Meditation as a potential therapy for autism: a review.



Autism is a chronic neurodevelopmental disorder of unknown cause that affects approximately 1-3 percent of children and four times more boys than girls. Its prevalence is global and its social impact is devastating. In autism, the brain is unable to process sensory information normally. Instead, simple stimuli from the outside world are experienced as overwhelmingly intense and strain the emotional centers of the brain. A stress response to the incoming information is initiated that destabilizes cognitive networks and short-circuits adequate behavioral output. As a result, the child is unable to respond adequately to stimulation and initiate social behavior towards family, friends, and peers. In addition, these children typically face immune-digestive disorders that heighten social fears, anxieties, and internal conflicts. While it is critical to treat the physical symptoms, it is equally vital to offer an evidence-based holistic solution that harmonizes both their emotional and physical well-being as they move from childhood into adult life. Here, we summarize evidence from clinical studies and neuroscience research that suggests that an approach built on yogic principles and meditative tools is worth pursuing. Desired outcomes include relief of clinical symptoms of the disease, greater relaxation, and facilitated expression of feelings and skills, as well as improved family and social quality of life.

Autism Res Treat. 2012;2012:835847. Epub 2012 Jun 4. Sequeira S, Ahmed M. Office of Clinical Research, Memorial Sloan-Kettering Cancer Center, 1275 York Avenue, New York, NY 10065, USA.

Evidence and potential mechanisms for mindfulness practices and energy psychology for obesity...



Full title: Evidence and potential mechanisms for mindfulness practices and energy psychology for obesity and binge-eating disorder.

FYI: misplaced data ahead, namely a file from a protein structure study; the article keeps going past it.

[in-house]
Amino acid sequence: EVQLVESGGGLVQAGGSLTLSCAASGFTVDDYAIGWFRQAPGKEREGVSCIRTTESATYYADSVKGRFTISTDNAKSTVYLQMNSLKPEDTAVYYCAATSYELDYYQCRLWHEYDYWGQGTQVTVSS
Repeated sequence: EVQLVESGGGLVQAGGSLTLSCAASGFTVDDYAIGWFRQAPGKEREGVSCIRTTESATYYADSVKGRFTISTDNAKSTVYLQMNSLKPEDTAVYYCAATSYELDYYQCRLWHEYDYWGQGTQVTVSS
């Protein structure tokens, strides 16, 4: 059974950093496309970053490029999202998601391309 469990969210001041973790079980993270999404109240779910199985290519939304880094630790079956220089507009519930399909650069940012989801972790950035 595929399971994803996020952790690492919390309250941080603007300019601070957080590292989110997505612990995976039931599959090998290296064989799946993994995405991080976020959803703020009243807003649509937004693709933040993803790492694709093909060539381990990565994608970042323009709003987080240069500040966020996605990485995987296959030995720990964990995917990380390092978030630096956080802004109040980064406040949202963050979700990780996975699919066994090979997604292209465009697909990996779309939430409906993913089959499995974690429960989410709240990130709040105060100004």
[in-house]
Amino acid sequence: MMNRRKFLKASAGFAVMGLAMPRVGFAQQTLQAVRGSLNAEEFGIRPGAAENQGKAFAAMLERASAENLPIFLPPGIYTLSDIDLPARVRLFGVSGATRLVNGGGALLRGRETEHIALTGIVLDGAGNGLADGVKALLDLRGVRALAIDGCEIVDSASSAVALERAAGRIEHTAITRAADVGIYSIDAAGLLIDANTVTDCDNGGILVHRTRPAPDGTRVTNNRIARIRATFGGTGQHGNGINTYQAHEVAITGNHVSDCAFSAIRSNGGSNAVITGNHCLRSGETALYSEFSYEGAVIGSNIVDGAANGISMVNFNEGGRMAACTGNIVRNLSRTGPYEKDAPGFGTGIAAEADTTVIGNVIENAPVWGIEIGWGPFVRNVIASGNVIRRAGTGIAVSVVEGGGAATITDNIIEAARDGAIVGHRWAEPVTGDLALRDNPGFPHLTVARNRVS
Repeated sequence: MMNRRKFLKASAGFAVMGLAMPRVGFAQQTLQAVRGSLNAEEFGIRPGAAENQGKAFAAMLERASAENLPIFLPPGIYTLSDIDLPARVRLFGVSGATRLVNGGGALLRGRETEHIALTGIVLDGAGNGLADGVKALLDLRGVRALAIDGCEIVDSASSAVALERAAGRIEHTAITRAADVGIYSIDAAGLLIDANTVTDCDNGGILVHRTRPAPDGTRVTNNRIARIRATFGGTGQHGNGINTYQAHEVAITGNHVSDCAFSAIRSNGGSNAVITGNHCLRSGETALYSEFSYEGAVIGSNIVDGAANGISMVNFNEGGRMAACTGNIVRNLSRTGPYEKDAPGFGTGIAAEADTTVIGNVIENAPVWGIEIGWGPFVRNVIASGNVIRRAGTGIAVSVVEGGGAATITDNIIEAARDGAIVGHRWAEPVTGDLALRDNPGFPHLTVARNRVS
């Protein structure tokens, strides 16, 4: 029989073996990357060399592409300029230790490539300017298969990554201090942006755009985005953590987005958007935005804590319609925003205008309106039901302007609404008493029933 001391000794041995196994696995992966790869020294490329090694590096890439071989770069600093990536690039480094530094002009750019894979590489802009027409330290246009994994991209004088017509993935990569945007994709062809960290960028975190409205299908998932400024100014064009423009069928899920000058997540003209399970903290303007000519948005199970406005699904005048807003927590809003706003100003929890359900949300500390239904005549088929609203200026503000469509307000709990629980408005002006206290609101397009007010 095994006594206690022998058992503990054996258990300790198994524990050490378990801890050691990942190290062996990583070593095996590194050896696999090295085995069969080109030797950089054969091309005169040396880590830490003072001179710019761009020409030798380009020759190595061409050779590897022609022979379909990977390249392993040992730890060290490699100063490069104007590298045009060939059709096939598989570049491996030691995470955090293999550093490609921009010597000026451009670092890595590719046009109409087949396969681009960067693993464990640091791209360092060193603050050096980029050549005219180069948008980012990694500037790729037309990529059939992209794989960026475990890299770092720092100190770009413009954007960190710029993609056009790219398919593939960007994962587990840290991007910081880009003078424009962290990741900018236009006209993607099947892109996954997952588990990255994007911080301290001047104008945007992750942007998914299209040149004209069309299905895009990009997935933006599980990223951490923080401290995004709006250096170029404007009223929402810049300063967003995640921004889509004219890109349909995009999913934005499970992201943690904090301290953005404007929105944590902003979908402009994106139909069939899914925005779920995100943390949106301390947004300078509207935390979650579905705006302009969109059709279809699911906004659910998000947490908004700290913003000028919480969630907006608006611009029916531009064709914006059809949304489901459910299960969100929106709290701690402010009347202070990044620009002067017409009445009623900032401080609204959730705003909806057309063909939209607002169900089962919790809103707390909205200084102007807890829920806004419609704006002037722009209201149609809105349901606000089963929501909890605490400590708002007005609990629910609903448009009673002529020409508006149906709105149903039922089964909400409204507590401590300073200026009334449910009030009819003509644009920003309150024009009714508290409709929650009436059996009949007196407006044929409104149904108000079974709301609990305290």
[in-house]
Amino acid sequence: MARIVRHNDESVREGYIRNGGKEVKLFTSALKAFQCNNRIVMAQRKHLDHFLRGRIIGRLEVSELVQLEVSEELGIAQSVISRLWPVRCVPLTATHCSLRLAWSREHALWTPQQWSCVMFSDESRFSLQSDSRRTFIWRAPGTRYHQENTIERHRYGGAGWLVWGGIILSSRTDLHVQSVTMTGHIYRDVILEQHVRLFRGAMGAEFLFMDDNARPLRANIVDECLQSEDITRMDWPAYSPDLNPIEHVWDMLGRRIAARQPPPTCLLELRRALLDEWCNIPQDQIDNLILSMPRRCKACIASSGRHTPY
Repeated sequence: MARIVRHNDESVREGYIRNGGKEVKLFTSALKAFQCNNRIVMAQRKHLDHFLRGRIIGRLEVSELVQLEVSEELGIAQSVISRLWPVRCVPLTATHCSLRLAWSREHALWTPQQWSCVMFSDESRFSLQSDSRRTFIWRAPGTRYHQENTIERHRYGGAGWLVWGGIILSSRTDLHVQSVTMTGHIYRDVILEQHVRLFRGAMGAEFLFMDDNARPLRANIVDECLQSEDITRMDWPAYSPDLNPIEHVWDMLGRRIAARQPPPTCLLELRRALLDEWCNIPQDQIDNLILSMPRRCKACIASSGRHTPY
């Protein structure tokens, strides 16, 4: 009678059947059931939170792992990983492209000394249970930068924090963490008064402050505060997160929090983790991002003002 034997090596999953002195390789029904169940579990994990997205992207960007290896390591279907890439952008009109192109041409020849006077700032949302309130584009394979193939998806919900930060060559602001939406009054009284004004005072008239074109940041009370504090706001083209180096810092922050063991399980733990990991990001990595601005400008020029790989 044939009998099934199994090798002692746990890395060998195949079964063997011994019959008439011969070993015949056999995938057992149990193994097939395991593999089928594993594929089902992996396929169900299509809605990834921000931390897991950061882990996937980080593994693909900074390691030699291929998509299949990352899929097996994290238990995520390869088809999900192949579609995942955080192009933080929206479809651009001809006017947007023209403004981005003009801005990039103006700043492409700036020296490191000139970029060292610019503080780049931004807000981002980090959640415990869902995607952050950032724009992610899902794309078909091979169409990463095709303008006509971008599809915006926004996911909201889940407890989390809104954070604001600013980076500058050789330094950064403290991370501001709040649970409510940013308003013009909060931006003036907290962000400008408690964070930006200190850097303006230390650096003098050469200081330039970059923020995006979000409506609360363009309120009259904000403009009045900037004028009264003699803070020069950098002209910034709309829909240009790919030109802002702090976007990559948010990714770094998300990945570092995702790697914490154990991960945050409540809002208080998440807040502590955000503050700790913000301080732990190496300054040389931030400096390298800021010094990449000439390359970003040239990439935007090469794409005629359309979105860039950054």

Obesity is a growing epidemic. Chronic stress produces endocrine and immune factors that are contributors to obesity's etiology. These biochemicals also can affect appetite and eating behaviors that can lead to binge-eating disorder. The inadequacies of standard care and the problem of patient noncompliance have inspired a search for alternative treatments. Proposals in the literature have called for combination therapies involving behavioral or new biological therapies. This manuscript suggests that mind-body interventions would be ideal for such combinations. Two mind-body modalities, energy psychology and mindfulness meditation, are reviewed for their potential in treating weight loss, stress, and behavior modification related to binge-eating disorder. Whereas mindfulness meditation and practices show more compelling evidence, energy psychology, in the infancy stages of elucidation, exhibits initially promising outcomes but requires further evidence-based trials.

Explore (NY). 2012 Sep;8(5):271-6. Sojcher R, Gould Fogerite S, Perlman A. Institute for Complementary and Alternative Medicine, School of Health-Related Professions, University of Medicine and Dentistry of New Jersey, Newark, NJ.

Mindfulness training online for stress reduction, a global measure.



According to the World Health Organization (WHO), stress-related chronic diseases are the main source of death in developed countries. During the last decade, e-mental health, telepsychology or telepsychiatry interventions are showing its growing potential due to the gradual global adoption of the internet and mobile phone technologies. A significant number of studies have concluded that mindfulness helps to reduce physical and psychological symptoms of stress related to various health concerns and that it is a psychological skill that can be trained. The purpose of this online research study is to gather the participants' socio-demographics as well as stress and mindfulness data during an online mindfulness training program. Sustained attention and the state of mindfulness experienced in single meditation sessions are also tracked and stored. Correlational analysis yielded to a statistically significant relationship between high scores in stress and low scores in mindfulness facets (p < .001) and between state and trait aspects of mindfulness (p < .01).